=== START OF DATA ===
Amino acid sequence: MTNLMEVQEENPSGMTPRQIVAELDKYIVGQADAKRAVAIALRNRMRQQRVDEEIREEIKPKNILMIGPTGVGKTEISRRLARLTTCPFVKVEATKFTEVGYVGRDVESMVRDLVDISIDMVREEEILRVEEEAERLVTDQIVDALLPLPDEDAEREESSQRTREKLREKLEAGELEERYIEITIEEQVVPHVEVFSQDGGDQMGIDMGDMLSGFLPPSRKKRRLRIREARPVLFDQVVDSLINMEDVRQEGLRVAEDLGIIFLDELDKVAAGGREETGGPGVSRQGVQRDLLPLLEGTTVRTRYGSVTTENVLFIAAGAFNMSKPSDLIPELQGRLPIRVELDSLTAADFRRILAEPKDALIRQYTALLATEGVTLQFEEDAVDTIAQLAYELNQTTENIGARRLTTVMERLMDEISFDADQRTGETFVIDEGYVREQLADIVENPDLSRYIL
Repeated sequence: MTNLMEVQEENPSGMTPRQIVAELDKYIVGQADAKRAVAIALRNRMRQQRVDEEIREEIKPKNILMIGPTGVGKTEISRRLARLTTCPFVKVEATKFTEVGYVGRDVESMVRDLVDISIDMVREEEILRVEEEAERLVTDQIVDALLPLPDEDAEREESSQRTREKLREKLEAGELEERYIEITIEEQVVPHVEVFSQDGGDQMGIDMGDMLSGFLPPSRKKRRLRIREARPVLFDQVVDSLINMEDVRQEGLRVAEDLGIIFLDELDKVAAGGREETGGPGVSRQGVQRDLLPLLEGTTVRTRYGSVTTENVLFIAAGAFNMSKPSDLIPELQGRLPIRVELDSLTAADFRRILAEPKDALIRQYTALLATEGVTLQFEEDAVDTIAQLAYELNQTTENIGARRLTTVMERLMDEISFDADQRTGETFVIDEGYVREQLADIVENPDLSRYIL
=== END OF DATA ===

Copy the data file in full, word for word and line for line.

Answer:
Amino acid sequence: MTNLMEVQEENPSGMTPRQIVAELDKYIVGQADAKRAVAIALRNRMRQQRVDEEIREEIKPKNILMIGPTGVGKTEISRRLARLTTCPFVKVEATKFTEVGYVGRDVESMVRDLVDISIDMVREEEILRVEEEAERLVTDQIVDALLPLPDEDAEREESSQRTREKLREKLEAGELEERYIEITIEEQVVPHVEVFSQDGGDQMGIDMGDMLSGFLPPSRKKRRLRIREARPVLFDQVVDSLINMEDVRQEGLRVAEDLGIIFLDELDKVAAGGREETGGPGVSRQGVQRDLLPLLEGTTVRTRYGSVTTENVLFIAAGAFNMSKPSDLIPELQGRLPIRVELDSLTAADFRRILAEPKDALIRQYTALLATEGVTLQFEEDAVDTIAQLAYELNQTTENIGARRLTTVMERLMDEISFDADQRTGETFVIDEGYVREQLADIVENPDLSRYIL
Repeated sequence: MTNLMEVQEENPSGMTPRQIVAELDKYIVGQADAKRAVAIALRNRMRQQRVDEEIREEIKPKNILMIGPTGVGKTEISRRLARLTTCPFVKVEATKFTEVGYVGRDVESMVRDLVDISIDMVREEEILRVEEEAERLVTDQIVDALLPLPDEDAEREESSQRTREKLREKLEAGELEERYIEITIEEQVVPHVEVFSQDGGDQMGIDMGDMLSGFLPPSRKKRRLRIREARPVLFDQVVDSLINMEDVRQEGLRVAEDLGIIFLDELDKVAAGGREETGGPGVSRQGVQRDLLPLLEGTTVRTRYGSVTTENVLFIAAGAFNMSKPSDLIPELQGRLPIRVELDSLTAADFRRILAEPKDALIRQYTALLATEGVTLQFEEDAVDTIAQLAYELNQTTENIGARRLTTVMERLMDEISFDADQRTGETFVIDEGYVREQLADIVENPDLSRYIL